First let me state that I am a very confident person. I don’t wear it with an arrogance or exude the type of bravado that sucks the air out of all living species. In fact I despise narcissism and self-absorbed people. To me confidence is just believing high in yourself and your ability to accomplish anything you set your mind towards doing. If we are going to give confidence its fair description, its definition states the following: “the feeling or belief that one can rely on someone or something; firm trust”.  When examining Lavar Ball and his impassioned assurance in his son Lonzo Ball’s basketball prowess, one could conceive that he believes and trust in his son’s ability to become a great basketball player at the professional level. I don’t believe it is a farfetched notion as Lonzo Ball’s projected ceiling has zenith and apex written all over it. Projected to be one of the top draft picks in this up and coming NBA 2017 draft class, many have Lonzo Ball being either the number one or number two pick. So one can concur that not only does Lavar Ball have confidence in his son, but apparently those at the professional level endorse his conjecture as well. But this is normal and not outlandish. We have seen young prospects be ballyhooed year after year, projected to be the next Michael Jordan. So no harm no foul in that regards. In the case of Lavar Ball what has been an unprecedented act is the fact that he has predicted greatness for his son (who has never played at the NBA level) by climbing over the back of two NBA champions (Jason Kidd and Stephen Curry, the latter a two-time league MVP) in order to transmogrify his son into a basketball savant.  If it stopped there then maybe this blog is not written, but he then goes on the lament the fact that his son would only play for a particular franchise of his preference (he has since backtracked the statement) even though the drafting process is in laymen’s term is “first come, first serve” as whatever organization that is in position to draft said player has every right to pick whoever they so choose. He also went on to proclaim that albeit sneaker companies have been after his son (once again his son has never played a professional game in his life) he is only willing to discuss distribution deals for his son’s sneaker brand in the likeness of Jordan brand called Triple B’s. So to give this perspective, a young man who has never played professional basketball father is demanding that his son have a shoe deal, his choice of the team he wants to play for, all while insulting two NBA legends as well. Wow. We often talk about handing out trophies to all participants, but what does it mean when a kid’s father hijacks the trophy truck way before the trophy presentation. I can understand having confidence in your child and feeling passionate about his life and wanting the best for your child. I get it. But what kind of precedence or standard of respect is this teaching your child? To each his own with regards to how they choose to raise their offspring, but sometimes some things are so egregious that you have to question a person’s parental guidance. Lavar Ball is not lacing up those shoes, in fact the university is paying for them more than likely. Lavar Ball will not have to pay his son’s salary at the NBA level, because the org he plays for will handle that. Lavar Ball will not have to face competition night in and night out against the world’s best basketball players who will look to annihilate young kids who come in with an air of arrogance surrounding them. So all in all why is Lavar Ball acting like he is the one playing for UCLA and not his son? This should be a time for his son to showcase his greatness, yet we are talking about the arrogant proclamation of a father  who is stealing the spotlight from his son. No one is questioning Lavar Ball having high standards for his child or anyone having high expectation for children. Really good parents want their kids to exceed abundantly. I have always believed that true power is alway silent. Greats like Tim Duncan barely made a squeak during his entire tenure as a professional and yet his NBA resume puts him atop a list of the all-time greatest ever to play the game. So is Lavar Ball “that” parent?  We all know them, the ones who scream at their kid’s coaches and trip cheerleaders who make the squad over their kid. The ones who create a generation of entitled anal cavity muscles who believe they deserve everything just because they showed up. Lonzo Ball has apparently worked his butt off to get where he is and I think it is safe to say his father played a humongous part in doing so. But one of the worse things any person can do is pull a Leon Lett and celebrate prematurely before reaching the finish line. You respect the goal and you respect the process, I don’t know of any great person no matter how confident he or she is that does not adhere to this philosophy. In sports you may see players scramble for a loose ball now and then and are able to corral it, but when a loose cannon misfires the results are always quite damaging. My hope is for a great career for young Lonzo Ball who is talented beyond measure, but I also hope that Lavar Ball recognizes that he has done a great job that does not require these demands as validation of that terrific job. And perhaps in the end Lonzo Ball will be remembered in a song by his generation’s Kurtis Blow’s much like Julius Irving was. #when Dr. J shook the whole damn team with moves that came right out of a dream #they’re playing basketball  #ballislife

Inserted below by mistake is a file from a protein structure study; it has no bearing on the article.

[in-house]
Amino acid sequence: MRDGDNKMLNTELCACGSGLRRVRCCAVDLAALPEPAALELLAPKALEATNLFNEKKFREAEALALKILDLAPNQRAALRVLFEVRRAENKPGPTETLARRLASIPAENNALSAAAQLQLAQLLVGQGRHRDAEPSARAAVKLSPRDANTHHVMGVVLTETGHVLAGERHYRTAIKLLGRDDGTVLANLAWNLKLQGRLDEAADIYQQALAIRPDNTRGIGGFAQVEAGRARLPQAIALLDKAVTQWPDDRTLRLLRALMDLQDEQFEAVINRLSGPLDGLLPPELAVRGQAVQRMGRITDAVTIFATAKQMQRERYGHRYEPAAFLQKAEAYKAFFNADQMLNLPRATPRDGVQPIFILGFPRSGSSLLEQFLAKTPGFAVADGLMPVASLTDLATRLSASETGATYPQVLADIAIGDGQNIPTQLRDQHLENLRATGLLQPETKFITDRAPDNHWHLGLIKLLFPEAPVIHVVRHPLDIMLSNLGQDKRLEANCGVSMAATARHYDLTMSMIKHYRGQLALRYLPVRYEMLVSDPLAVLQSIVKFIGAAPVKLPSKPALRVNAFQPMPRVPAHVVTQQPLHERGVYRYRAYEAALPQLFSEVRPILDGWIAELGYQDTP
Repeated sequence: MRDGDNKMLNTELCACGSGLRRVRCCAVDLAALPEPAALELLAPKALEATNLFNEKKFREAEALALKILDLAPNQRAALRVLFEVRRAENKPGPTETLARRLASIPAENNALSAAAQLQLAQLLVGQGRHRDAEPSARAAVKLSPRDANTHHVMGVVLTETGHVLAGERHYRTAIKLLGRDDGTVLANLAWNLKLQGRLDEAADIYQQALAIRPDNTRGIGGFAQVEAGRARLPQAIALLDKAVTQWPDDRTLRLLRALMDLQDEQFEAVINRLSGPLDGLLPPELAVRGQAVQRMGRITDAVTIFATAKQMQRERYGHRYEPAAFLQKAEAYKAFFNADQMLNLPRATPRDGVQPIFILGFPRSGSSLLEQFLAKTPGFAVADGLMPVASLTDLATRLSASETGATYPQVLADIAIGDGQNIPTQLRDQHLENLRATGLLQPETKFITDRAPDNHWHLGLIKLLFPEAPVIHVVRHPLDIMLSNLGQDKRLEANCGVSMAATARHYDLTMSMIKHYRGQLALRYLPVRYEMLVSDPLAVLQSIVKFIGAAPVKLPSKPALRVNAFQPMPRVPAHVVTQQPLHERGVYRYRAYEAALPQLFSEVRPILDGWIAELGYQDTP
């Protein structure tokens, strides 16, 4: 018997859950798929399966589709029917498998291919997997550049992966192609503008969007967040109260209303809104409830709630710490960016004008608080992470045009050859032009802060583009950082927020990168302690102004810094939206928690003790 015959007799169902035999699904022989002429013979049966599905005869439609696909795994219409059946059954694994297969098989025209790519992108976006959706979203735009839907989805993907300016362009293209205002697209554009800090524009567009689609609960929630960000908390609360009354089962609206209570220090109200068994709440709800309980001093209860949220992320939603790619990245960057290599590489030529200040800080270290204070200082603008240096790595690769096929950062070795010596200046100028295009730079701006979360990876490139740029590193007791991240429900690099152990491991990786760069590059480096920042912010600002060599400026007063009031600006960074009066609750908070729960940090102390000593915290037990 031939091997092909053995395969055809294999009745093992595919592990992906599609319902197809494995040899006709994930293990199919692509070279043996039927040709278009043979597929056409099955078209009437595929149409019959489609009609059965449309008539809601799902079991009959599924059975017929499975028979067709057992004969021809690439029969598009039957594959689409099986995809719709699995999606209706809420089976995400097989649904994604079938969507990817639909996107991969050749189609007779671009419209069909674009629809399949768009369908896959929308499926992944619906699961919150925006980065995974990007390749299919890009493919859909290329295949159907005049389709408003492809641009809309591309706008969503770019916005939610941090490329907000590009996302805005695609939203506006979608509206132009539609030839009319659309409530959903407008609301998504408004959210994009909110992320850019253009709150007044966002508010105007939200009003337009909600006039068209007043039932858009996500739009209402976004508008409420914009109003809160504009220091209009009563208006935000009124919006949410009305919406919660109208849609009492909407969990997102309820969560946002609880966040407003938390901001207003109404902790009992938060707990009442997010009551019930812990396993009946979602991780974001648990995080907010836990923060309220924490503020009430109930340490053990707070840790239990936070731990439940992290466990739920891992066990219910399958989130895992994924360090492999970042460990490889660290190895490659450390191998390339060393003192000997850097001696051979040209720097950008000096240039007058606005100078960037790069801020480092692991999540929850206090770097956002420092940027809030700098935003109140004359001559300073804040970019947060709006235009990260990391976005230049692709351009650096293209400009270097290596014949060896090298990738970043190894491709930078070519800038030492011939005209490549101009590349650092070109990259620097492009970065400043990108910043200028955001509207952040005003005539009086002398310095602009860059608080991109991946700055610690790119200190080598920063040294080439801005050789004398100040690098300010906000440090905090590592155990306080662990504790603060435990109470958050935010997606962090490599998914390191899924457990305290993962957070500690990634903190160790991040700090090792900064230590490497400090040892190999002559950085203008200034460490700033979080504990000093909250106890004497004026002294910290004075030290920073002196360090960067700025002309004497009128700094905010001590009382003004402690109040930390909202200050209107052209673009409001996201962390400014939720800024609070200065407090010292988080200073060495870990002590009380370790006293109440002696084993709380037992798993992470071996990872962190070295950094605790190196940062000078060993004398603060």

San Antonio Spurs: A Lesson In Globalization